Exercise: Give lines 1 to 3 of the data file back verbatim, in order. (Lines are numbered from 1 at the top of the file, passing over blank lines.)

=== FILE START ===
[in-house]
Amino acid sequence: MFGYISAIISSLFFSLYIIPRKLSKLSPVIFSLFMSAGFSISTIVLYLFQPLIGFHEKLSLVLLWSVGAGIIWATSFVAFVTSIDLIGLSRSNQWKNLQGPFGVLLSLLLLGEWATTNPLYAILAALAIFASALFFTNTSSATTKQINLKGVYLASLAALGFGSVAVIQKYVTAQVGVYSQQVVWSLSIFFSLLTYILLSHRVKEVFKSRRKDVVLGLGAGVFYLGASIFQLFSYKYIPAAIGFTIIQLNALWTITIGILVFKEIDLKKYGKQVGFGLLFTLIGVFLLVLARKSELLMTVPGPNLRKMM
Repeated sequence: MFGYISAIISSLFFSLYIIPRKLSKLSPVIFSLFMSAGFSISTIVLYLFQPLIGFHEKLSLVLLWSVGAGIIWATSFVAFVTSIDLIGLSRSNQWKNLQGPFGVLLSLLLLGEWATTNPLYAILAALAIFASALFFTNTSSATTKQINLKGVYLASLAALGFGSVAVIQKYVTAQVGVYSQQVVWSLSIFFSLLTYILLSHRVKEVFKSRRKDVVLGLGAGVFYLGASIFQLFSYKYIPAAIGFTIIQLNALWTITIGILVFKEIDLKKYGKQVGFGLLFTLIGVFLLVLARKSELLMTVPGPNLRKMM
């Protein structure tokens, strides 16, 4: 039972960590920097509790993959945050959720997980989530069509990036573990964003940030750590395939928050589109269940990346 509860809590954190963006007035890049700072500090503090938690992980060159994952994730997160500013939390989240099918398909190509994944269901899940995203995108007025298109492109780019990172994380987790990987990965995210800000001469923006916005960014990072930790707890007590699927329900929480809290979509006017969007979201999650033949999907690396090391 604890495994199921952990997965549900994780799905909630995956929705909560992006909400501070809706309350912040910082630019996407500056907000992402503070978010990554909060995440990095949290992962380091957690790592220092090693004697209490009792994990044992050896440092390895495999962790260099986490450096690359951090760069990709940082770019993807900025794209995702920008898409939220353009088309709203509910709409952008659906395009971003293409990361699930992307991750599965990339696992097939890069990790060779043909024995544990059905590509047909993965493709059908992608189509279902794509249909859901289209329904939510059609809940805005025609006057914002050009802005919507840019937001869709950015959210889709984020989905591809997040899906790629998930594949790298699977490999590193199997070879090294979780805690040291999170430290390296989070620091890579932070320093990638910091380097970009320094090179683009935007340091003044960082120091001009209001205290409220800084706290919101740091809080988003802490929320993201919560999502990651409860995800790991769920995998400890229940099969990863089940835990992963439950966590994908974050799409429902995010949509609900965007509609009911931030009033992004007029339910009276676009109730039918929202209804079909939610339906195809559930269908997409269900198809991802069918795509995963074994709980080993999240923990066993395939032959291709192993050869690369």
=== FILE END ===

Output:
[in-house]
Amino acid sequence: MFGYISAIISSLFFSLYIIPRKLSKLSPVIFSLFMSAGFSISTIVLYLFQPLIGFHEKLSLVLLWSVGAGIIWATSFVAFVTSIDLIGLSRSNQWKNLQGPFGVLLSLLLLGEWATTNPLYAILAALAIFASALFFTNTSSATTKQINLKGVYLASLAALGFGSVAVIQKYVTAQVGVYSQQVVWSLSIFFSLLTYILLSHRVKEVFKSRRKDVVLGLGAGVFYLGASIFQLFSYKYIPAAIGFTIIQLNALWTITIGILVFKEIDLKKYGKQVGFGLLFTLIGVFLLVLARKSELLMTVPGPNLRKMM
Repeated sequence: MFGYISAIISSLFFSLYIIPRKLSKLSPVIFSLFMSAGFSISTIVLYLFQPLIGFHEKLSLVLLWSVGAGIIWATSFVAFVTSIDLIGLSRSNQWKNLQGPFGVLLSLLLLGEWATTNPLYAILAALAIFASALFFTNTSSATTKQINLKGVYLASLAALGFGSVAVIQKYVTAQVGVYSQQVVWSLSIFFSLLTYILLSHRVKEVFKSRRKDVVLGLGAGVFYLGASIFQLFSYKYIPAAIGFTIIQLNALWTITIGILVFKEIDLKKYGKQVGFGLLFTLIGVFLLVLARKSELLMTVPGPNLRKMM